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Why Penn State Got Off Easy…

So, after much speculation, the NCAA sanctions against Penn State were leveled on Monday: $60 million in penalties (to be used for “external programs preventing child sexual abuse or assisting victims and may not be used to fund such programs at the university.), a four-year postseason ban, the elimination of 10 initial and 20 total scholarships each year for a four-year period, and vacating all wins dating back to 1998.

Yes, initially, it sounds harsh.  However, it’s little more than a slap in the wrist that failed to address the real issues in order to preserve the NCAA’s self-interests.

Call me an idealist, but the purpose of a University, College, or Institute of Technology is to provide high schoolers with the education and skills they need to contribute in the workforce in the next phase of their lives.  That’s why we refer to them as “academic institutions”.

Athletics was meant to be an “extracurricular”, an optional addition to ones curriculum, in order to give students an outlet for competition and physical activity.  Unfortunately, over the years of rabid fandom and alumni/community pride, athletics have taken on a life of their own.  And for many schools in the top tier of competition, have completely overshadowed the school’s academic contributions.  In many cases, the athletic department has become the financial lifeline for the school, whether through direct income or alumni contributions.  And that’s become part of the problem.

The Penn State scandal isn’t the first time we’ve seen a school compromise their original focus in favor of protecting their financial flows.  For years, athletes have been able to skirt the academic requirements for playing (the Minnesota test-taking aide comes to mind), and other schools have gone out of their way to bribe recruits in order provide a better product in order to draw in more money (SMU, USC), and others had players break rules and try to ignore those facts (like OSU and Jim Tressell).

However, with PSU, school officials looked the other way when a key member of their coaching staff was suspected of (many would say heinous) criminal activity taking place on the school’s campus.  Instead of reporting it to officials, they quietly shuffled Sandusky into retirement so they could disassociate themselves should anything worse happen.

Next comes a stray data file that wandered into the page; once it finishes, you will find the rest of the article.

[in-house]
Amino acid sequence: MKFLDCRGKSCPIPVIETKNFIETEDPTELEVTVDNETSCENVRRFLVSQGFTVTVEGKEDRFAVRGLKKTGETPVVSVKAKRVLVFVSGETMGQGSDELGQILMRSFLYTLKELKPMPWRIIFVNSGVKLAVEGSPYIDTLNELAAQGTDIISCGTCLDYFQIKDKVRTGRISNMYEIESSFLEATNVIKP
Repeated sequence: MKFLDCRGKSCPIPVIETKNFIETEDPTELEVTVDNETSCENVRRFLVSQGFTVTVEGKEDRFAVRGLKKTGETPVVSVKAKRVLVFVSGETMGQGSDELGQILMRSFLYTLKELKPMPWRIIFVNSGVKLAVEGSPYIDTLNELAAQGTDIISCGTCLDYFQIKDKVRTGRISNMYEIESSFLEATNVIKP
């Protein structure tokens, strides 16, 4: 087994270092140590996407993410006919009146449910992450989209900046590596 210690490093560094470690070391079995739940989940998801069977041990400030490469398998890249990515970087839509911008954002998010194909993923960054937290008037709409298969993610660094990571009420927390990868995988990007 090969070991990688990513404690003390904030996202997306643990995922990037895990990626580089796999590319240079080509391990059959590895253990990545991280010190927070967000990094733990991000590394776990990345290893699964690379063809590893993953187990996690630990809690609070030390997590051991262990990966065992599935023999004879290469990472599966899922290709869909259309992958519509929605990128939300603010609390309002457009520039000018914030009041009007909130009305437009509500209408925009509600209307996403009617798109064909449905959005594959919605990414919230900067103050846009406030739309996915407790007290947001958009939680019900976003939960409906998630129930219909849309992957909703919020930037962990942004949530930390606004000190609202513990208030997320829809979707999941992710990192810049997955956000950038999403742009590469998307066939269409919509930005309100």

More plainly, they let Sandusky ruin the lives of numerous children, and continue to do so, in order to make sure that the turnstiles kept turning.  To quote PSU alum, and current Cowboys LB Sean Lee: “Obviously I don’t support the actions of how they handled that situation at all. The facts have shown they didn’t report Sandusky and what happened and because of it more kids got hurt. That’s what the facts show and I don’t agree with that at all. This should’ve been reported right away. There should’ve been procedures in place where this is what we do, investigation and go from there and more kids wouldn’t have been hurt. I actually think the Freeh Report was a good thing because it shows where Penn State can go, how they can improve on some things so something as horrible as it did will never happen again.”

The NCAA issued the penalties they have because they had to do something…everyone was expecting them to.  However, they were too timid to issue the death penalty, which would have been the ultimate reminder that athletics is not the mission of the schools and that criminal activity to protect athletics will not be tolerated.

The reason they were too timid is because it would have been akin to a congressman signing a bill to give themselves a paycut.  Sure, it looks good, but most people don’t volunteer for something that’s going to be financially detrimental to themselves.  And as long as academic schools are adjoined to athletics, it will continue to be an issue.

To me, what is needed is a decoupling of athletics from academics.  I’m not saying eliminate athletics completely, but eliminate the athletics revenue stream.  Stop making it a selling point of the schools, and have them stand academically on their own.

In all honesty, I’m surprised this hasn’t started already.  You’d think that someone would have started “Football Factories” or “Athletics Factories” for those who want to pursue professional sports, and have them focus solely on those activities.  In fact, baseball’s minor league system isn’t too far from this idea.

But until the majority of universities are willing to stand solely on their academic merits, we are going to continue to see scandals like we did with Penn State, because nobody’s going to willingly kill their golden goose.  The question is: How many need to suffer because of it?

Published inculturesports

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